Three Choices

Anita's Facebook status

It is easy for me to let “stuff” define me.   Even good stuff.  Years ago when GE was a teen, we  participated in a teen spiritual retreat called Youth Encounter Spirit (YES).  One of the hardest things for the participants to do-adult and teens alike- was to describe themselves without using labels.  Who am I? 

“I am…”  What?  A student.  A parent.  A wife.  A Sunday School teacher.  An estimator.  None of those were the right kind of answers.  Often WHAT we were was how we described WHO we were.

I am very much a work driven woman.  I  have let my job give me substance.  That has defined me more often than being “John’s wife” or “Georgie and Jack’s mom.”

When my friend Anita posted the saying from Woman to Woman on her FB page, I did a double take.  Bad things can define, destroy or strengthen me.  Things.  Stuff.  It’s a choice I’ve made in my life.

W. H. Auden said that it’s a “Choice of attention – to pay attention to this and ignore that – is to the inner life what choice of action is to the outer. In both cases, a man is responsible for his choice and must accept the consequences.”  I added the italics because knowing that I have a choice in this and that I have the responsibility for the consequences of that choice is important to me.

I’ve let Them and Their Choices define me.  There have been plenty of times when a painful event has defined me as a Poor Suffering Woman.  I became frozen as the PSW.  She’s a miserable victim, a martyr.  All conversations with friends lead back to the reason why I am a martyr and what They did.   Being defined as the Poor Suffering Woman is exhausting, but it was the way I let life define me at one time.

After I got sober, I dropped the PSW from my repertoire of roles most of the time and defined myself as the Woman of Strength.  That woman doesn’t ask for help even if her hair is on fire.  People say things to the WOS like “You are amazing” and “I don’t know how you do it.”  I let them reinforce that definition and that definition left me scared at night and paralyzed with doubts. I couldn’t have  asked for help even if I wanted to because I AM THE WOMAN OF STRENGTH (and I just can’t admit that I needed help).

If the PSW kept me drunk and full of self pity, the WOS  kept me full of self-will and nearly got me drunk.

And that’s how letting bad things define me can ultimately let them destroy me.  I never lost a husband or a home or a child or a job when I drank.   In the end, I was a terrible wife, a slipshod homemaker, an undependable parent, and an irresponsible worker, but I still had all the “stuff.”  I thought that it wasn’t that bad, that I wasn’t that bad.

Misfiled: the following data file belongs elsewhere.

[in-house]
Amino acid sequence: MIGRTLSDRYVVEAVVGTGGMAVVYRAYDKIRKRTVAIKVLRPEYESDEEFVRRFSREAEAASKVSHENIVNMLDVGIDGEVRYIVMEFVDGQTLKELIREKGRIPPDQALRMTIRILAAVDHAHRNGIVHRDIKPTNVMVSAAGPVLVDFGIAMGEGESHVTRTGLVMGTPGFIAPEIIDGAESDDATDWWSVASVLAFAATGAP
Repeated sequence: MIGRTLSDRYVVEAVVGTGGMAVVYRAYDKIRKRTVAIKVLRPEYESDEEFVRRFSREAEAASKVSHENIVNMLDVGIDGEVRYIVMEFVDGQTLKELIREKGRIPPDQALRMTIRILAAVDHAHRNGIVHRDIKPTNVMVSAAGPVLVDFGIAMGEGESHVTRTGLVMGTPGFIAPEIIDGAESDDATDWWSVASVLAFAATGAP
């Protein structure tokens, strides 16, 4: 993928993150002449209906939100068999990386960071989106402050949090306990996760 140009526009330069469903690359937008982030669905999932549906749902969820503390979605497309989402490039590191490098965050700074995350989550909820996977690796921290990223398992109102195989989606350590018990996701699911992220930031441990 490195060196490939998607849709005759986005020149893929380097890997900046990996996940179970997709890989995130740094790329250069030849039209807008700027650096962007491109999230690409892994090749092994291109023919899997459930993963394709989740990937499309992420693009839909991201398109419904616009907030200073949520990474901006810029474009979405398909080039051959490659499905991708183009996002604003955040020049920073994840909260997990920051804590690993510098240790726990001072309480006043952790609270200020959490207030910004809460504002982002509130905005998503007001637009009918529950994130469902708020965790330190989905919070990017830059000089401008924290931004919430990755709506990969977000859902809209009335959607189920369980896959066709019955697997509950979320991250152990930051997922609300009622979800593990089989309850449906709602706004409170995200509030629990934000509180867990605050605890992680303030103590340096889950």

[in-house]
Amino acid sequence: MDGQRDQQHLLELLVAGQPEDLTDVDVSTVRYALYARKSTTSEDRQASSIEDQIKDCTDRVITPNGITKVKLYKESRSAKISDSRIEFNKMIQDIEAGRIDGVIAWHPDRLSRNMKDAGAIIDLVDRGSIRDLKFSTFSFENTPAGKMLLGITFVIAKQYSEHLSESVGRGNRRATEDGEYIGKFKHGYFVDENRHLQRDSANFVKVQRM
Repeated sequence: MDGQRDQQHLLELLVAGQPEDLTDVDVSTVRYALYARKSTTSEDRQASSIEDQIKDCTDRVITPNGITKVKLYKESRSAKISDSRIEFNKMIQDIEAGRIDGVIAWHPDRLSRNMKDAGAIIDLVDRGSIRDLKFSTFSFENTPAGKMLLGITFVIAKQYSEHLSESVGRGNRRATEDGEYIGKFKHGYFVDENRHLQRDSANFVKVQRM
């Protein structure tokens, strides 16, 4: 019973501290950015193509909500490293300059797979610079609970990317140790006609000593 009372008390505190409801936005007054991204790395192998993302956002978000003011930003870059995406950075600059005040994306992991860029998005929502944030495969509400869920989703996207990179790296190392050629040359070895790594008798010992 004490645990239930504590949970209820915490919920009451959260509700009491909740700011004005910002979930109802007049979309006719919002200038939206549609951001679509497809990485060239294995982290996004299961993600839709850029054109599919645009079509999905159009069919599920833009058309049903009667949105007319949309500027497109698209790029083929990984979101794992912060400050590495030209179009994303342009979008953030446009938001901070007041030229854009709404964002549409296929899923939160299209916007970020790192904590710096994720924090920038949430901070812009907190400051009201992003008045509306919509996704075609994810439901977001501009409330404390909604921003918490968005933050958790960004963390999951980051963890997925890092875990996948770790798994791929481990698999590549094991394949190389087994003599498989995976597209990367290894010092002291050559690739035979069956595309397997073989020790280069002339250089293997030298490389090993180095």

The truth is that whatever well that people can reach into for strength when the going gets tough was dry.  Open the cupboard of my soul to pull out a cup of moral courage and the canister didn’t even have dust.  I didn’t have anything left.  I have no strength or courage of my own.

I know that but it took a crash and burn to remind me that my Higher Power whom I choose to call my VBFF  is what gives me any illusion of strength and moral courage.  I count myself lucky that I got that crash and burn when my hair was only a little singed.  You see, I was sure that if I quit drinking, things would get better.  And they did.  But life has a way of slapping you into the reality that life is LIFE.  No guarantees of roses, pussy cats, and rainbows.

"Sometimes the Lord rides out the storm with us and other times He calms the restless sea around us. Most of all, He calms the storm inside us in our deepest inner soul." -- Lloyd John Ogilvie

When my son died, I didn’t have the choice between being destroyed or not being destroyed.  My friend, MK, says a choice is a decision between 2 viable options.  God didn’t leave destruction on the table as an option.  If I couldn’t see the face of God for awhile, I got to see the faces of family and friends whose love and support mirrored God’s face.

Over the past 1,009 days, I have learned that I can let that tragedy destroy me by letting it define me.  Trust me, it is easy to sit in sadness, alone in my home.  I feel a low thrum of pain all the time and I can choose to focus on it to the exclusion of all that is around me.  In time, I will have the exclusive title of “The Woman Whose Son Died.”  Being defined that way, shaping my life around that definition WILL destroy me.

Will Jack’s death eventually strengthen me?  Jury is still out on that.  There are days when I feel that it has done all three: defined, destroyed, and strengthened.  For today, I will be alive.  Not the strongest woman.  Not the most pitiful woman.  No definitions.  Just me.

About texasgaga

I am a mom, a grandmom (Gaga to my 2nd oldest grand-child), a sister, a friend, a construction estimator, a homeowner, an active member of a 12 step recovery group, an artist, a reader, a survivor, a do it yourself wannabe, a laugher
This entry was posted in Family, Grief, Sober Life. Bookmark the permalink.

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